Being a mom for the first time is a huge learning curve.
You may be worried about long-term things like a college fund and handling the crazy teenage years.
But, there are a few things you need to take care of right away, like Baby proofing and potty training. Don’t start counting your grey hairs yet – these tasks are easier to do than you think.
1. Take a Look Around
First things first, ask yourself if you really need to go all-out on all the babyproofing.
You may not have enough room in your budget to get everything you want. You may not even have a valid need for everything you want.
The truth about babyproofing is that it’s not so much about making sure every inch of the house is perfectly safe.
It’s more about having a bit of common sense, a watchful eye, and peace of mind.
Yes, this means you can keep your coffee table and you don’t have to turn your beautiful home into baby land.
Start with the basics, then go from there.
2. Pay Close Attention to the Crib
One of the most important tools to ensure your baby is safe and comfortable is a crib.
The top things to keep in mind are the size of the railings and the quality of the materials used.
Railings have a specific set of dimensions meant to keep your baby from poking through the gaps.
But, there might still be some with drop sides or wide railings out there. If you’re using your sister’s baby’s old crib or buying one from a secondhand store, be sure it’s a safe choice.
Another thing to watch out for is the paint and wood used.
When your baby is transitioning from a few months old to a toddler, he or she will become increasingly curious. They will try to bite at the railings or edges, and you don’t want toxic materials ending up in their mouth!
Once you decide on a crib, try not to overdo it with the stuffed animals.
In fact, you should be as minimal as possible when setting up the mattress and blankets. This will prevent your baby from overheating or suffocation.
You may choose to set up the crib in your room or in a separate room.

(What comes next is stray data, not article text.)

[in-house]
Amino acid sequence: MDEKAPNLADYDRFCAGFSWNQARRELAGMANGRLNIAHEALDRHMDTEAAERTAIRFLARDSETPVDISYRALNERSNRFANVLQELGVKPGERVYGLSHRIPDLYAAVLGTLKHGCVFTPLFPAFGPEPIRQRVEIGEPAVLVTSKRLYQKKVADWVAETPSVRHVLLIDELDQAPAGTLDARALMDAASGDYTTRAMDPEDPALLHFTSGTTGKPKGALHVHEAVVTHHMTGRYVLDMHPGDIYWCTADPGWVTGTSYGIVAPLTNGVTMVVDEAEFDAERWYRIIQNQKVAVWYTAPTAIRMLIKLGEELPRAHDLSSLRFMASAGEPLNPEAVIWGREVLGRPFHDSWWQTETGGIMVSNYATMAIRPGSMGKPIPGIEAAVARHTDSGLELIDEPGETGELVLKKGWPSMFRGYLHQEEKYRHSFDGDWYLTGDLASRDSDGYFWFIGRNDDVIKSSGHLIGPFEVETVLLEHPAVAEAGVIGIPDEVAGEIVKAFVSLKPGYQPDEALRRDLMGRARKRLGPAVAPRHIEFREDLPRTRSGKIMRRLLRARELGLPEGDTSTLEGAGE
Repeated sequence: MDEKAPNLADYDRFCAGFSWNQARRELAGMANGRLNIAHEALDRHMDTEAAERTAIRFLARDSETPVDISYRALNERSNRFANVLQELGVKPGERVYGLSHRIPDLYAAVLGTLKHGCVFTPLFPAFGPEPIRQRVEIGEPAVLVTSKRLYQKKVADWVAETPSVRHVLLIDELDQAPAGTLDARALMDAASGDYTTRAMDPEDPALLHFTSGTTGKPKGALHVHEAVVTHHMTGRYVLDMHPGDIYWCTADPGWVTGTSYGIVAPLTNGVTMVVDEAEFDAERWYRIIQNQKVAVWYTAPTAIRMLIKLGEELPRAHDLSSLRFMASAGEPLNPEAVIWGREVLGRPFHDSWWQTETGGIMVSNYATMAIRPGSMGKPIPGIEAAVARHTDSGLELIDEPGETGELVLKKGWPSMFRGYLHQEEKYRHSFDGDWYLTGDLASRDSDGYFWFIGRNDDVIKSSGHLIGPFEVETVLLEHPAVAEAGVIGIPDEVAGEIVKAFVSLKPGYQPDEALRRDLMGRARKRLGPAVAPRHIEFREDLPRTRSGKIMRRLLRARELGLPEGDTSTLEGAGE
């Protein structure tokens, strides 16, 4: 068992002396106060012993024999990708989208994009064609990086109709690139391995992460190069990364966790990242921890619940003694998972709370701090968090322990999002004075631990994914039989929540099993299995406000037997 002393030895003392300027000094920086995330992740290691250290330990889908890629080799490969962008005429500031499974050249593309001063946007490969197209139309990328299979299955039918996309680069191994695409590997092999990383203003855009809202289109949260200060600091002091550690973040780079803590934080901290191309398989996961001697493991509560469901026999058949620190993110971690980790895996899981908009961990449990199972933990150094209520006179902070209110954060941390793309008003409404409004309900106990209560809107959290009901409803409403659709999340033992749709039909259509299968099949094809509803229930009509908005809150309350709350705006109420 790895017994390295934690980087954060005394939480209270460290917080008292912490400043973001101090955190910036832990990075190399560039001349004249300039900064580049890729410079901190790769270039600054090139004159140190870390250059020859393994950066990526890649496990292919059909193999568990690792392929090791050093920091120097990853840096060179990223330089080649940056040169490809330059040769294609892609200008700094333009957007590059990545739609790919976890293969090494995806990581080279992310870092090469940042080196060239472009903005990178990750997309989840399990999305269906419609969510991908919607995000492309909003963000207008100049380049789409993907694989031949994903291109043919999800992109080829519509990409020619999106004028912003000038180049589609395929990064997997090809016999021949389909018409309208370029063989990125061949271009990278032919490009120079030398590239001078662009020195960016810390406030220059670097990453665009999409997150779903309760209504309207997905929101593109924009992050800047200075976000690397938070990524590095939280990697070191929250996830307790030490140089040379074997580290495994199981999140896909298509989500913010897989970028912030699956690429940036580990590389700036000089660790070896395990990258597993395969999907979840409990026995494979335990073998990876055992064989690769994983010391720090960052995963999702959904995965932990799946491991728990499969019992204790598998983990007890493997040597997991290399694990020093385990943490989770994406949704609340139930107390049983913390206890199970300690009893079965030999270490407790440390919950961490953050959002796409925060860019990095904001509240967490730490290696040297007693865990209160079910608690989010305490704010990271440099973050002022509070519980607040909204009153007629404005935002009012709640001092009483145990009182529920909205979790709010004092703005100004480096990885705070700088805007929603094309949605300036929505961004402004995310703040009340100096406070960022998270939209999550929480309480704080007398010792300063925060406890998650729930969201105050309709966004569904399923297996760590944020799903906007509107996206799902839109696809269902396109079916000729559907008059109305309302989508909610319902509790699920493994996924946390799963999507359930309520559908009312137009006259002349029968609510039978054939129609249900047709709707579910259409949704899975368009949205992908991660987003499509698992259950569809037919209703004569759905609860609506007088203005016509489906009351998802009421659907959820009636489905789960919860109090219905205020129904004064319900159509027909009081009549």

Either way, get a baby radio to monitor the baby’s sleep.
This can help you track their breathing and some will even watch out for carbon monoxide. You can look into alarm system tips to learn more.
3. Watch Out for Wires and Outlets
Although babies spend a lot of their days sleeping in the crib or taking naps around other safe spaces in the house, they’ll be crawling around at some point.
Make sure your child doesn’t get into any trouble with electric devices.
A pack of outlet covers can go a long way.
It is such a simple, and fairly cheap, investment that can save you a lot of stress. Most parents even say covers are a no-brainer because most outlets are at a baby’s eye-level.
Additionally, try to tuck TV or computer wires behind their stands if you can.
This is the most efficient way to save on extra babyproofing items. Instead of buying more gates than necessary or special hooks, you may just need to move some furniture around!
Such thinking saves you money and stress while keeping your babyproof home looking fabulous.
4. Protect Entryways
Do you have a two-story home? Is your apartment set up with a pretty open floor plan?
If so, you’re going to need something more than couch cushions to keep your baby safe. But, you don’t have to gate up every room in the house.
One gate will do for the stairs. Take it with you to block the bottom when you’re downstairs, and then move it to the top when you go upstairs.
For open spaces, use your best judgment.
If you’re in the kitchen and your baby is within eyesight in the dining room, set up a barrier where they won’t go too far.
This doesn’t mean locking them in, though. It can be as simple as buying a play pin you can move around the home. This one tool is fun for the baby and makes safety much easier for you.
You can set it up nearby whether you’re cooking dinner or getting some work done in your home office.
5. Be Careful During Feeding Time
Many parents will focus on household hazards when they discuss the truth about babyproofing.
Yet, some people forget to educate you on good practices for your baby’s meals.
Avoid heating food up in the microwave.
Microwaves can cause hot spots on some parts of the dish that will burn the baby’s mouth. Instead, heat food up in a bowl of warm water – kind of like you would with a double boiler.
Test the heat of solids by tasting with a separate spoon (no double-dipping). For liquids like formula or breast milk, splash a few drops on your hand to get a feel for the temperature.
Always wash your hands when you’re doing any kind of cooking for your baby.
Their immune system is much weaker than yours, leaving them at a higher risk of germs which your body may not even notice.
This is also why most parents advise a slow transition into solid foods.
When you introduce things one at a time, you’re better prepared to catch allergic reactions. These include hives or a rash, diarrhea, or vomiting.
Sharing the Truth About Babyproofing
As much as you want to be a well-prepared momma, don’t forget to let dad in on the truth about babyproofing.
Communicate with your partner about all the efforts you’re doing to create a safe environment for your baby. Establish a set of rules and expectations for one another as you take on parenting together.
If your husband is particularly nervous about how he will do (or is doing so far) as a father, try making him a dad survival kit!
Click here to see how simple and fun kit-making can be.